When a novel has a narrator, who is a down on his luck writer named Joshua Cohen, hired to write the biography of a technology company head, also named Joshua Cohen, and the author of the novel itself is named Joshua Cohen, we know where we are — in the meta-lands (as they might say in New Jersey).
Joshua Cohen is a much heralded young novelist of enormous gifts and ambition. Until now he has been published by small, boutique publishers like Dalkey Archive and Twisted Spoon Press. He has written both short fiction and an enormous, challenging experimental novel, Witz. Cohen has been compared to Thomas Pynchon and David Foster Wallace. Heady company for a young writer! Book of Numbers, however, is published by Random House, the most mainstream of publishing houses, and despite its elaborate shifting narratives, typographic playfulness, and odd vocabulary, it is a pleasure to read. It both embraces and eschews the pleasures of conventional narrative.
The outline of the novel is that the writer Joshua Cohen has been down on his luck since his novel had the bad luck of being published on September 11, 2001 and despite pre-publication promise has been withdrawn overwhelmed the trauma of the day. Cohen has been working as a critic and a hireling, until his agent introduces him to Joshua Cohen, the founder and C.E.O. of a tech company, Tetration, loosely based on Google. The tech guru, Cohen, wants the writer, Cohen, to write his biography.
This basic scenario allows Joshua Cohen the novelist to satirize the publishing world, to give some brilliant set pieces on the chaos of downtown Manhattan on the morning of 9/11, and to explore the wild crazy days and nights of the Silicon Valley heyday.
Cohen is gifted at creating language, vocabulary and syntax for his different intersecting worlds. The Tetration founder, for example, has stylistic tics: , algorithms become algys, and his parents are M‑Unit and D‑Unit. Cohen, the writer, creates a voice for his estranged wife’s new boyfriend, an illiterate actor; his estranged wife has her own voice in her blog. At one point her blog has a nod to Molly Bloom’s soliloquy from Ulysses–another clever transmutation.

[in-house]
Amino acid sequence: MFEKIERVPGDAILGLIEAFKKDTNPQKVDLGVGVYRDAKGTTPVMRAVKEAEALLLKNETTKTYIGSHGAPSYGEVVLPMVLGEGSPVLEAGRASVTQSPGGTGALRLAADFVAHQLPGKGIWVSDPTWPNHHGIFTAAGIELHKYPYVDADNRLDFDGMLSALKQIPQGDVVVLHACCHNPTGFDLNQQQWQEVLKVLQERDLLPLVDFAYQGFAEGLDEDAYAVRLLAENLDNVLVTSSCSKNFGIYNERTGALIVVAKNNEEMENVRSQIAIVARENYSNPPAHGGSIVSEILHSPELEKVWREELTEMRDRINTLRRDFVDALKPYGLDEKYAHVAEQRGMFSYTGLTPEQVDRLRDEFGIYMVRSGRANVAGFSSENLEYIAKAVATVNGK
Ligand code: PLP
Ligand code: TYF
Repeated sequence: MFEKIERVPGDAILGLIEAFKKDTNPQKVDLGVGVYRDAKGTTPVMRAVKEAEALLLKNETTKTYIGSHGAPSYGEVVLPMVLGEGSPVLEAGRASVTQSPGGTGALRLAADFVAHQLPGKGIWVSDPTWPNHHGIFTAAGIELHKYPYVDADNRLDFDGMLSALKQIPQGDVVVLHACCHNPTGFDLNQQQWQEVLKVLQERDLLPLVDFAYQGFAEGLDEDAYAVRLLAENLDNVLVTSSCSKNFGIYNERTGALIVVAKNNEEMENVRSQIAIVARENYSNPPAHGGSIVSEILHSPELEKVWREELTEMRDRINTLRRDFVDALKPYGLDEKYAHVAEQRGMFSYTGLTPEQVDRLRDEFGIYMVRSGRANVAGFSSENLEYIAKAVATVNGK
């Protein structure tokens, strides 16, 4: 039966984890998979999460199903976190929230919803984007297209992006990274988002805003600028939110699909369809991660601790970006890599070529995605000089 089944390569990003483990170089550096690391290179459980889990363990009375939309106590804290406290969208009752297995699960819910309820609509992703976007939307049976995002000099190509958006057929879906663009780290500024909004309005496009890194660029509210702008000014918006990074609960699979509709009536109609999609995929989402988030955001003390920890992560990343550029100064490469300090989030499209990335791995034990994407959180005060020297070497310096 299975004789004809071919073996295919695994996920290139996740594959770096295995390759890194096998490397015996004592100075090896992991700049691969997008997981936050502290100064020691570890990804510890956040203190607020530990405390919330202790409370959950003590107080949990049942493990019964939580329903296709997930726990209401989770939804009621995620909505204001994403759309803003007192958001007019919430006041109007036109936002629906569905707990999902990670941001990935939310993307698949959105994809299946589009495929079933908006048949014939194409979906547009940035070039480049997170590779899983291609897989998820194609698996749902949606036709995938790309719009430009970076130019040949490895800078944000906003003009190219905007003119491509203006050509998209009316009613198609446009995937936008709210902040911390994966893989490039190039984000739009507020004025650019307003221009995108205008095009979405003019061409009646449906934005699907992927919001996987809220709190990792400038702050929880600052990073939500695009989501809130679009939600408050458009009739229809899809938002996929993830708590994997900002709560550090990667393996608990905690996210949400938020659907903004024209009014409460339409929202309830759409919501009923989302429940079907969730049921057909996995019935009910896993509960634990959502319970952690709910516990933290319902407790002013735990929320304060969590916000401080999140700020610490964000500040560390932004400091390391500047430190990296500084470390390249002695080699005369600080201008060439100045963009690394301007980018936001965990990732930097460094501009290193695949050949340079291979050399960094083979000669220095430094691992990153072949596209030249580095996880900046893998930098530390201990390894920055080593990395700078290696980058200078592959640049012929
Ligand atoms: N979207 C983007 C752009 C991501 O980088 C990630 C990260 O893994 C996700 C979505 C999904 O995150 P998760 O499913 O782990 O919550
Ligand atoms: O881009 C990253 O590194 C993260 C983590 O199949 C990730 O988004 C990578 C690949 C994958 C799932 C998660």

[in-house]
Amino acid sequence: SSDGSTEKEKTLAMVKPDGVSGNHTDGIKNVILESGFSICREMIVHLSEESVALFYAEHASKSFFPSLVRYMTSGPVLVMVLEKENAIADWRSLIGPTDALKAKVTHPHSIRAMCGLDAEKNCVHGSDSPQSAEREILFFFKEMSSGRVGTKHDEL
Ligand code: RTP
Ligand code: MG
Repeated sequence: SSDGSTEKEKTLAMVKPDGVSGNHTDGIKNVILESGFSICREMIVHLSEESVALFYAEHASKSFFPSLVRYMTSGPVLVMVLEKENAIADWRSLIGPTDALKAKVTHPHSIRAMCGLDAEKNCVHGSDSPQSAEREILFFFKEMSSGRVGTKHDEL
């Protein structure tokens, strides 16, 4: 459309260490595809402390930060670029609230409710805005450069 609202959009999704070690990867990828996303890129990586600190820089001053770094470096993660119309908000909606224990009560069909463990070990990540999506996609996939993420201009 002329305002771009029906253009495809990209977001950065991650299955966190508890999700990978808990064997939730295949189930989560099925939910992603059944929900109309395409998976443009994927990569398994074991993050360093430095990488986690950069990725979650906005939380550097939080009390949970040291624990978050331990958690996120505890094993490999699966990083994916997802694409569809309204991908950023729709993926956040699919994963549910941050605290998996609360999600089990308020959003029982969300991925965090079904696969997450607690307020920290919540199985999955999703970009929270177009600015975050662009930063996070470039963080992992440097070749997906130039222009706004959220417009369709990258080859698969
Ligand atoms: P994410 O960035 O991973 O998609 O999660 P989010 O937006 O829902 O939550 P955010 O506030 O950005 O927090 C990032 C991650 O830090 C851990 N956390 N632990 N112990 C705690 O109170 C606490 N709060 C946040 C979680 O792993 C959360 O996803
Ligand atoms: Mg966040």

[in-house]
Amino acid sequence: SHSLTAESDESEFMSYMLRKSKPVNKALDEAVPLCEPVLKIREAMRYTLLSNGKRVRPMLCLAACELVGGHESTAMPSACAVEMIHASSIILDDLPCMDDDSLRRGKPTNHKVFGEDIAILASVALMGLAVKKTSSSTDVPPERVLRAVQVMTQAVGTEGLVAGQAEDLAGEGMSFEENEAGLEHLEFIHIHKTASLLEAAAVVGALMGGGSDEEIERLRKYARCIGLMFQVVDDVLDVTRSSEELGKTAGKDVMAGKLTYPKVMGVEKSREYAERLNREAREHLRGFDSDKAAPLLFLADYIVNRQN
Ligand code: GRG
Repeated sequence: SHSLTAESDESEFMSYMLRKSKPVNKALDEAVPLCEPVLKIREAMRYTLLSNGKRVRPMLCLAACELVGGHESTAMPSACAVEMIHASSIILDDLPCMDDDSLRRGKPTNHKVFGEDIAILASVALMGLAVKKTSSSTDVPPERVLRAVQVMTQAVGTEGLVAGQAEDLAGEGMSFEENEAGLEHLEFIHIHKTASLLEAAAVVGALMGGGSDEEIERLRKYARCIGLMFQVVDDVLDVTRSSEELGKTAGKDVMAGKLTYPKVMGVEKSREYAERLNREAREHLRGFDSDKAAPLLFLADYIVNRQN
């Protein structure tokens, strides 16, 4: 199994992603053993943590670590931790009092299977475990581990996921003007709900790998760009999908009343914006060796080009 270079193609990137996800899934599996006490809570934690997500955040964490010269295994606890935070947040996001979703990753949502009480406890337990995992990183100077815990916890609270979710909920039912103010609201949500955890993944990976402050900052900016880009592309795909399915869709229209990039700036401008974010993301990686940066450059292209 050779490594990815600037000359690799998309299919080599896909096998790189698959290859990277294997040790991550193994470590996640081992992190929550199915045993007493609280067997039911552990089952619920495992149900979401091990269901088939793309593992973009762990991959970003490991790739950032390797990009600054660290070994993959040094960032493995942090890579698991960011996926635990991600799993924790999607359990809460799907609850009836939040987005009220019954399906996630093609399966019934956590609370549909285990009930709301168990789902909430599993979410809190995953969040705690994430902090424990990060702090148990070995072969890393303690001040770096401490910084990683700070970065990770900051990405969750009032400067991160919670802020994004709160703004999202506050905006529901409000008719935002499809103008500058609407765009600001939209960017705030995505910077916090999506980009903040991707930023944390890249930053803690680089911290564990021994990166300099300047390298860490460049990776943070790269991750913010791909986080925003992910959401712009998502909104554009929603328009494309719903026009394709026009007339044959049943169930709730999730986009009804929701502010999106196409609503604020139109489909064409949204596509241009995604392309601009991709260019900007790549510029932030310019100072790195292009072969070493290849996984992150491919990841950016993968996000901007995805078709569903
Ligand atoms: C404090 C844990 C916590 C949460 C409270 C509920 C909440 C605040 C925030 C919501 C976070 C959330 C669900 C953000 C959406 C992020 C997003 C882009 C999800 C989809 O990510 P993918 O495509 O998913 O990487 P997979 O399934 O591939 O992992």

Cohen, the writer, is whisked off to the Middle East, to work on the biography. He begins to understand the larger picture, that Tetration has been used by the government to gather information on private citizens through search engine data mining.
Language rumbles, dips, and cascades in this novel. There are pages of text with strike-through print. In the age of the internet Cohen is oddly recreating what it would be like to look through a writer’s notebook when drafts now disappear with the press of a keypad.
As a novel, Book of Numbers, succeeds on many levels. It is polyphonic, self-reflective, problematizes its own project, all that a hip post-modern novel should do; and yet it is oddly old-fashioned in a positive sense. In a world where encryption is now a word in the headlines, Book of Numbers may be a key text for our crazy century.
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